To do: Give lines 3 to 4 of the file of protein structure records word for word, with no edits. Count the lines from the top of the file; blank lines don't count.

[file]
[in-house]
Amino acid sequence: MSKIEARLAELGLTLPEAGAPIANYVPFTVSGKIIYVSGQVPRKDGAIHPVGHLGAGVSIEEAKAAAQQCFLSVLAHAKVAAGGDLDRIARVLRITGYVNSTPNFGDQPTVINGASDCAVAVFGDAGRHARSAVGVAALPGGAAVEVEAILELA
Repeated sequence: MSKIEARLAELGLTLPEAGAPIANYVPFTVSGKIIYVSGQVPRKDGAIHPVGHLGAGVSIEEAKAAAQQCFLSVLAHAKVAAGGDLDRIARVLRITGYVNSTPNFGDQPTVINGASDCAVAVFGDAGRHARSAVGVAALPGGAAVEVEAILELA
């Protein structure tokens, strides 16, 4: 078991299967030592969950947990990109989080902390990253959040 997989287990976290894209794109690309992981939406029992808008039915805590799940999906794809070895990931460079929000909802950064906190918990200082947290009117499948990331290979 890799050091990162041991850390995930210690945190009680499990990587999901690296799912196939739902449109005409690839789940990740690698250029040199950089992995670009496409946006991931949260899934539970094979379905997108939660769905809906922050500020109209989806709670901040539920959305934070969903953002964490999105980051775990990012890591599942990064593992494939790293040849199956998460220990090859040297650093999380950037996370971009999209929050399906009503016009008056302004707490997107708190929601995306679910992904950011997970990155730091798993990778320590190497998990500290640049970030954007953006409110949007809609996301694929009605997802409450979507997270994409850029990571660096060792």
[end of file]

Repeated sequence: MSKIEARLAELGLTLPEAGAPIANYVPFTVSGKIIYVSGQVPRKDGAIHPVGHLGAGVSIEEAKAAAQQCFLSVLAHAKVAAGGDLDRIARVLRITGYVNSTPNFGDQPTVINGASDCAVAVFGDAGRHARSAVGVAALPGGAAVEVEAILELA
């Protein structure tokens, strides 16, 4: 078991299967030592969950947990990109989080902390990253959040 997989287990976290894209794109690309992981939406029992808008039915805590799940999906794809070895990931460079929000909802950064906190918990200082947290009117499948990331290979 890799050091990162041991850390995930210690945190009680499990990587999901690296799912196939739902449109005409690839789940990740690698250029040199950089992995670009496409946006991931949260899934539970094979379905997108939660769905809906922050500020109209989806709670901040539920959305934070969903953002964490999105980051775990990012890591599942990064593992494939790293040849199956998460220990090859040297650093999380950037996370971009999209929050399906009503016009008056302004707490997107708190929601995306679910992904950011997970990155730091798993990778320590190497998990500290640049970030954007953006409110949007809609996301694929009605997802409450979507997270994409850029990571660096060792």